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>> reporter: justice kennedy is not exactly a slam dunk. he did express concerns about all the people in the u.s. who aren't insured and how that impacts the rest of us throughout who do have medical expenses. we don't know which way he's going to go, about it was interesting to see what he had to say in march. heather: what else should we be watching for. >> reporter: day one they argued about whether this case was ripe. whether you needed to wait for the mandate to kick in. for someone to pay the penalty and wait for that injury to occur. also the issue of severability. what happens to the rest of the law if the justices strike down the mandate. if they should go through a 3,000-page healthcare bill and decide what lives, what dies. ruth bader ginsburg wanted to take a conservative approach to the law if the mandate doesn't
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survive. >> why shouldn't we say that the choice between a wrecking operation which is what you are requesting, or a salvage job, and the more conservative approach would be salvage rather than throwing out everything. >> reporter: if they strike count mandate, then we'll have to see, do they go with a wrecking operation or salvage operation? heather: you have been doing a freight job breaking all this down for us. thank you very much. appreciate it. bill: republican leadership in the house holding a press conference. john boehner picked up the topic of jobs and the economy and also on the supreme court when it comes to healthcare. we'll have a listen. >> millions of americans are out of work and the president is nowhere to be found. been out on the campaign trail since last labor day spending full time. but here in the house, house
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republicans are going to continue to stay focused on jobs and the economy which is what we have done the last 18 months. passed over 30 jobs bills on a bipartisan basis and sent them to the united states senate. next month we'll move to stop the looming tax hike scheduled to take place in january. the supreme court is likely to make announcements about obama-care tomorrow. if the court does not strike down the entire law. the house will move to repeal what's left of it. obama-care is driving up the cost of healthcare and making it harder for small businesses to hire new workers. our focus has bent economy and it will continue to be the economy. bill: that from the house speaker moments ago. when there are more headlines we'll bring them to you. that's happening right now. heather: new violence in syria. gunmen stormed a pro-government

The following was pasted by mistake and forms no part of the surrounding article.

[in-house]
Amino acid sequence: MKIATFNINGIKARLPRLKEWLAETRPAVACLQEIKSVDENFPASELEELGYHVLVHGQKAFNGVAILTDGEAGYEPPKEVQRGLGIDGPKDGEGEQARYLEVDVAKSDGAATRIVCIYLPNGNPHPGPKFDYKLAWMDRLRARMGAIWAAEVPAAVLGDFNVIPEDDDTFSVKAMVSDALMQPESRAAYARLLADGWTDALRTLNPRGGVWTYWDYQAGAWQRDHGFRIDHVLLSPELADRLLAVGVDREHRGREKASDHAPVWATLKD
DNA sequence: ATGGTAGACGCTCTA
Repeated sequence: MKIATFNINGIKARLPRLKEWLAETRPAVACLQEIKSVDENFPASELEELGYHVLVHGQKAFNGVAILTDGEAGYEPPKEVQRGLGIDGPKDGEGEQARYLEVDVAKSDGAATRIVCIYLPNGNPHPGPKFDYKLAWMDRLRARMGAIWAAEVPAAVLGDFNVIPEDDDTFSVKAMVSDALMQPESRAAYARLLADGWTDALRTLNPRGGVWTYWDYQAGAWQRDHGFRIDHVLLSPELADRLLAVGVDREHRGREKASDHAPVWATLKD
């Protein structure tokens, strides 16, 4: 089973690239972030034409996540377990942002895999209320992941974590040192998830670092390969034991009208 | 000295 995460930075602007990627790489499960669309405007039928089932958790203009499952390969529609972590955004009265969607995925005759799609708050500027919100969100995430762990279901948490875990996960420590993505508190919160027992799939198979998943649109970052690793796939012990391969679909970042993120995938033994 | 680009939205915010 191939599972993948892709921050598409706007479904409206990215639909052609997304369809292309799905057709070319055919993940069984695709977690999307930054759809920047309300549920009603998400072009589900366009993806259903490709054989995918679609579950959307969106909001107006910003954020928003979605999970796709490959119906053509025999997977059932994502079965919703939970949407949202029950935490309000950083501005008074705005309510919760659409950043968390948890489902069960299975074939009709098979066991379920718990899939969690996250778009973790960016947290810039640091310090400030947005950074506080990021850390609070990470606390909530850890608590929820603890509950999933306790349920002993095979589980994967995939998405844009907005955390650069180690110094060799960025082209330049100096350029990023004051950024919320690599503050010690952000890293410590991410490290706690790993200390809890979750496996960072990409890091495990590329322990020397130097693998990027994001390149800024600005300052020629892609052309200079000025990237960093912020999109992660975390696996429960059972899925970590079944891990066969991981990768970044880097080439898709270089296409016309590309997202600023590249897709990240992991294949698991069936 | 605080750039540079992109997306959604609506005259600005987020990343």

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tv station killing 7 staffers, kidnapping others. syrian rebels denying they target the media. gregg palkot streaming live from damascus. a difficult place for reporters to get into. >> reporter: we have been telling you in recent days about the fighting and the attacks getting closer and closer to the center of power in damascus. today we got first-hand proof. take a look. this is what is left of a pro-government tv station outside of damascus. the burning and smoldering remains of a bomb explosion. as with everything in this conflict, a lot of spin on both sides. one opposition group says it was defect elite soldiers who were responsible. however it was, it was a well-coordinated attack. we are told dozens of armed
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gunmen stormed the complex, killing and injuring journalists and security guards. then setting six large bombs, detonating them causing damage and fire. a syrian official described the attack as quota massacre against freedom of the press. also we talked to a reporter at the station and here is what she told us. >> they want democracy. this is democracy. they destroyed the other opinion. >> reporter: we rode around with a huge presence of security checkpoint soldiers. clearly that is a response to the growing amount of unrest that we have been seeing and hearing. finally, heather, the u.n. issued a report indicating that the syrian government could have been responsible for the massacre of 100 men, women and
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children back in may. the u.n. will be having a high-level meeting this saturday possibly including secretary of state hillary clinton to try to find a way out of this mess. heather: thank you. bill: we have word of another democrat skipping out on the president. a key ally of the white house bailing. why clare mccass scel, such a huge supporter in 2008 is staying home this time. heather: they called his a bob and we'll tell where it's hitting. bill: republicans say the white house is sitting on its hands while a national security threat goes without an answer. >> where is the outrage in this administration? where is there any indication that within the obama administration officials are outraged at the criminal leaks
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of classified information?
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heather: welcome back. 31 republican senators now renewing their calls for a special counsel to investigate a string of national security leaks. several of those lawmakers wondering what the white house is waiting for. here's senator saxby chambliss. >> is it going to take one of our sources not just having his life put in danger, but being injured, who knows what else may happen to somebody out there now before this administration gets serious about this and does get outraged? god forbid that happens. but what's it going to take to get this administration outraged about this? heather:my -- mississippi republican roger wick earth is joining us now. >> glad to be with you.